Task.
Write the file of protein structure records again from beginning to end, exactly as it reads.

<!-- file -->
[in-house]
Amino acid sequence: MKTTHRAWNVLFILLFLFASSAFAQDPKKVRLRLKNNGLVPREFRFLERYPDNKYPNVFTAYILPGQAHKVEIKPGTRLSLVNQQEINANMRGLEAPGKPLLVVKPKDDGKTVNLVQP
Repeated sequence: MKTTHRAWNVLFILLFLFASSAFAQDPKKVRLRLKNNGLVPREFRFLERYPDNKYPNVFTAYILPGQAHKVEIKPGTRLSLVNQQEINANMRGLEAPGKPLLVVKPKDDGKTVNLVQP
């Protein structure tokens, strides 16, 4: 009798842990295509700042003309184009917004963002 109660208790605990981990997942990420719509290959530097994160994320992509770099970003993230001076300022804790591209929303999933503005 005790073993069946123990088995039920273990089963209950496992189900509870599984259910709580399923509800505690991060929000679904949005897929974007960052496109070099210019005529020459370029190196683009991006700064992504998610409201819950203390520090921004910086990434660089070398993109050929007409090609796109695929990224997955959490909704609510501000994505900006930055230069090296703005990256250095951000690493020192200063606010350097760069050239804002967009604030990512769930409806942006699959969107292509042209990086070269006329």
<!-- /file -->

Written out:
[in-house]
Amino acid sequence: MKTTHRAWNVLFILLFLFASSAFAQDPKKVRLRLKNNGLVPREFRFLERYPDNKYPNVFTAYILPGQAHKVEIKPGTRLSLVNQQEINANMRGLEAPGKPLLVVKPKDDGKTVNLVQP
Repeated sequence: MKTTHRAWNVLFILLFLFASSAFAQDPKKVRLRLKNNGLVPREFRFLERYPDNKYPNVFTAYILPGQAHKVEIKPGTRLSLVNQQEINANMRGLEAPGKPLLVVKPKDDGKTVNLVQP
């Protein structure tokens, strides 16, 4: 009798842990295509700042003309184009917004963002 109660208790605990981990997942990420719509290959530097994160994320992509770099970003993230001076300022804790591209929303999933503005 005790073993069946123990088995039920273990089963209950496992189900509870599984259910709580399923509800505690991060929000679904949005897929974007960052496109070099210019005529020459370029190196683009991006700064992504998610409201819950203390520090921004910086990434660089070398993109050929007409090609796109695929990224997955959490909704609510501000994505900006930055230069090296703005990256250095951000690493020192200063606010350097760069050239804002967009604030990512769930409806942006699959969107292509042209990086070269006329």